As debate surrounding an e-petition to restore capital punishment rages, Fern Tomlinson comes to the defence of political parties.
These topics are all outside the mainstream rhetoric of politics in modern day Britain; no serious political party in its right mind would stand for election on a manifesto of capital punishment and bread and water for prisoners. Yet, according to the vocal minority, these are policies that they would support. Freedom of speech ensures that every person in the UK has the right to express their views (within reason) in whatever way they wish, yet the use of e-petitions can arguably be seen as taking this concept too far.
Political parties exist to provide a package of policies to voters encased within an easily identifiable ideology, allowing voters to express a preference for how they wish government to conduct itself. The MP/constituency link provided by the First Past the Post electoral system means that outside of this generic package the public can further express their views on an individual basis to an elected representative. What the e-petitions allow voters to do is bypass this system of preference indication in favour of a ‘pick and mix’ style of politics, where minority or more extreme views can be expressed in a public domain and portrayed as mainstream by the media or on social network sites. The danger inherent with this system of individual policy proposal is that political parties will gain a false indicator of the salience among the public of a particular issue. The publicity surrounding a petition could be enough to prompt a policy rethink, as well as the potential support in terms of people signing the petition.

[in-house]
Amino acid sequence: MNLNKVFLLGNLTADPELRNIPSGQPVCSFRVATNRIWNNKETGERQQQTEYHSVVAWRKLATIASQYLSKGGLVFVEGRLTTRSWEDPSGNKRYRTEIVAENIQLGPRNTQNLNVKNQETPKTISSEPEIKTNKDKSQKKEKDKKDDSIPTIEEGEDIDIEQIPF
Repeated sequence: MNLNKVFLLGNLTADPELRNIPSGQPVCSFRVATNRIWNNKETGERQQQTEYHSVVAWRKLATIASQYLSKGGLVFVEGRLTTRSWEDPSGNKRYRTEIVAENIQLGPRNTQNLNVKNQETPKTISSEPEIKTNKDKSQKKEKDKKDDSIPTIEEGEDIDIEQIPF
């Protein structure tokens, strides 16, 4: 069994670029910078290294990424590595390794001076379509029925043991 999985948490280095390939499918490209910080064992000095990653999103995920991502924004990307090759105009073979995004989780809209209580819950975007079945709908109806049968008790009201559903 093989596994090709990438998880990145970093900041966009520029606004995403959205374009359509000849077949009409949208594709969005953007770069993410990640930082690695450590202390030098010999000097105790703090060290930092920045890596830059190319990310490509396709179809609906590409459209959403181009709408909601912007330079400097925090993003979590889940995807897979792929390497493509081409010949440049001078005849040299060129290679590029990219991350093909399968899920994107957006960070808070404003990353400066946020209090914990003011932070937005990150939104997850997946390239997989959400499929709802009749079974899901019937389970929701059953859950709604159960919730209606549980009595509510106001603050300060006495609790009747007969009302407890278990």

In order to prevent false representation of public interest therefore it is essential to maintain the formal system of preference aggregation through political parties. The current system ensures that political parties present a balanced and centrist manifesto at election time in order to have the best possible chance of being elected. Once in power they can use referendums if an issue is deemed important enough to require a specific response from the electorate, and each MP acts to represent their constituents’ interests. Through the further actions of pressure groups, think tanks and the media there are more than enough ways that views and opinions can be expressed in appropriate measures with appropriate safeguards. E-petitions, as proved this week, are unnecessary and threaten the stability of the political system.